Wednesday, March 02, 2022
Within the fixed income markets, the corporate credit markets can, at times, act like a canary in the economic coalmine. The return distribution for credit investors is asymmetrical, which means the potential for losses can be magnitudes larger than the potential for gains. So, credit markets tend to react quickly when economic conditions or corporate credit conditions start to deteriorate. And while fixed income markets broadly are down on the year, corporate credit markets (both investment grade and non-investment grade) are among the worst performing markets in the U.S. this year. Should investors take this as a sign that corporate credit markets are showing signs of stress? We don’t think so.
“U.S. corporate credit markets have underperformed this year but not because of increased credit risks, in our view,” noted LPL Financial Fixed Income Strategist Lawrence Gillum. “That we’re seeing broad based negative returns across most fixed income asset classes is largely due to higher Treasury yields and not deteriorating credit fundamentals.”
A Credit Default Swap Index (CDX) is a benchmark index that tracks a basket of U.S. corporate credit issuers and tends to act like an insurance policy in the case of an issuer’s default. In essence, credit default swaps strip out most of the interest rate risk of an issuer/security and measures just the credit risk. As seen in the LPL Chart of the Day, credit default swap indexes have increased this year but remain well within normal ranges.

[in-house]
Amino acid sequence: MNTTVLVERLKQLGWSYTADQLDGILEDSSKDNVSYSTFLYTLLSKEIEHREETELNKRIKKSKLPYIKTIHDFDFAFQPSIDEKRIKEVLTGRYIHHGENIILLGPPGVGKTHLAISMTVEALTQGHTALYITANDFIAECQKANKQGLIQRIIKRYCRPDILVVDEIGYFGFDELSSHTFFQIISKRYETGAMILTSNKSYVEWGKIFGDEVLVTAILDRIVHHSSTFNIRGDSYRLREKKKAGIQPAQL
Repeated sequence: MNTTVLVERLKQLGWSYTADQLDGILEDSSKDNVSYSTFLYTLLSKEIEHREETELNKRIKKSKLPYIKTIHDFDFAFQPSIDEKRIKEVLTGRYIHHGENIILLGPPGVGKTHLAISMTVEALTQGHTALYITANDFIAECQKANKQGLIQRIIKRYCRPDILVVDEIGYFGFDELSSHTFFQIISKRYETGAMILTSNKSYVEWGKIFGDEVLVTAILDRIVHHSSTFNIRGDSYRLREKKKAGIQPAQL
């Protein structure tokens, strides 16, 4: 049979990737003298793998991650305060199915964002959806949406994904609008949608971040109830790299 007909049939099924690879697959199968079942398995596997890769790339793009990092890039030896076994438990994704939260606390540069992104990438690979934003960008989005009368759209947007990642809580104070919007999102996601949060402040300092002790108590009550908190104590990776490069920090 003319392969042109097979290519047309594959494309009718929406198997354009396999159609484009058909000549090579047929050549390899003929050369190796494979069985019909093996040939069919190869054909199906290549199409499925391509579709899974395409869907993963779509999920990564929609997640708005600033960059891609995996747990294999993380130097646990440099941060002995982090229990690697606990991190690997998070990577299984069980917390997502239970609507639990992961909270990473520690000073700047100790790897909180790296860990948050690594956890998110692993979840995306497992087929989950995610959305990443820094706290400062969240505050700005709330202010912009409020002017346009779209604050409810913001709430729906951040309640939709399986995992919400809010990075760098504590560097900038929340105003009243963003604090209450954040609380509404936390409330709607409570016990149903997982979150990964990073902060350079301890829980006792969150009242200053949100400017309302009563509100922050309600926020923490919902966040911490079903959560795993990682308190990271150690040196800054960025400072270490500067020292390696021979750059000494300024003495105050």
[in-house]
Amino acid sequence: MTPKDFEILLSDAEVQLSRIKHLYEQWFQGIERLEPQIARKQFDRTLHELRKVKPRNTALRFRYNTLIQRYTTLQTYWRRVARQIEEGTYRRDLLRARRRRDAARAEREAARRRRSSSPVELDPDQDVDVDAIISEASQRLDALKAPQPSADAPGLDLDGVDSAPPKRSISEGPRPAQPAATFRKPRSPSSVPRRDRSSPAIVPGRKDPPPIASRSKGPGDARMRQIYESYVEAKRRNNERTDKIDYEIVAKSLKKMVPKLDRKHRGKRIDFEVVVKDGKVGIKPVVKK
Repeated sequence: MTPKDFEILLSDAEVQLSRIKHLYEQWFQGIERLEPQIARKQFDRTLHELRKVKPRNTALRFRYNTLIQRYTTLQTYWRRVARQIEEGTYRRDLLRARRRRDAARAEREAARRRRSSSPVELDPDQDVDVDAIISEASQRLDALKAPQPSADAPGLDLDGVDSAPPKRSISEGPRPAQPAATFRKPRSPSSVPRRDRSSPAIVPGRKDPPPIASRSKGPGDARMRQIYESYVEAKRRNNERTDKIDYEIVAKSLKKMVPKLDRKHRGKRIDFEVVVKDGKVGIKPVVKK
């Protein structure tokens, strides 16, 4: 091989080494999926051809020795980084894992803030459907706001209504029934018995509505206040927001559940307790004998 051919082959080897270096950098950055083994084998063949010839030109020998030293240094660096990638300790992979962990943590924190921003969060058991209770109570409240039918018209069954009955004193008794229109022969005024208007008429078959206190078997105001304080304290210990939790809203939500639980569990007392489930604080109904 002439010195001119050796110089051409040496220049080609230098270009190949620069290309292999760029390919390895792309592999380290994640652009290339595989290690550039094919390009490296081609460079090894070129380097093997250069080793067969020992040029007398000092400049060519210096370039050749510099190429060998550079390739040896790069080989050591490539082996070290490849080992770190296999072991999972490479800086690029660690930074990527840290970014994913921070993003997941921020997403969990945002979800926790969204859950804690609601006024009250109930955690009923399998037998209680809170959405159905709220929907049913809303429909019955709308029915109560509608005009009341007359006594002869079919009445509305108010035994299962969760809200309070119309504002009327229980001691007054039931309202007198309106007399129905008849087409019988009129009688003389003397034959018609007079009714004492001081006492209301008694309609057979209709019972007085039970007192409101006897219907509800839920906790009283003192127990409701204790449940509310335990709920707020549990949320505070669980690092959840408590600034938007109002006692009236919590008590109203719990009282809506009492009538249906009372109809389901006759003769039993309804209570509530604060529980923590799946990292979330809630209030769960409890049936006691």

As inflationary pressures have broadened this year, Treasury yields, across the curve, have increased due to expectations of Federal Reserve (Fed) interest rate hikes. That’s been the main driver of broad-based bond losses and we don’t think it should raise concerns about credit fundamentals. Moreover, we’re seeing the costs to insure the higher rated cohorts (the investment grade issuers) increase at a faster pace than the more default prone, non-investment grade cohort, confirming for us that the increase in cost is due to higher Treasury yields and not a deterioration in corporate credit conditions.
From a fundamental perspective, corporate balance sheets are still in good shape. Leverage ratios have increased recently, but net debt ratios (debt minus cash on the balance sheets) remain within historical norms. Also, due to the record amount of issuance over the last few years, companies were able to refinance debt at very low interest rates and push back when that debt was set to mature. As such, interest expenses have come down and now many corporations don’t need to access the capital markets anytime soon. We do continue to watch how these companies manage capital allocation decisions. Increases in M&A activity, share buybacks, and outsized dividends are all risks to bondholders and things that may lead to deteriorating credit fundamentals.
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All index and market data from FactSet and MarketWatch.
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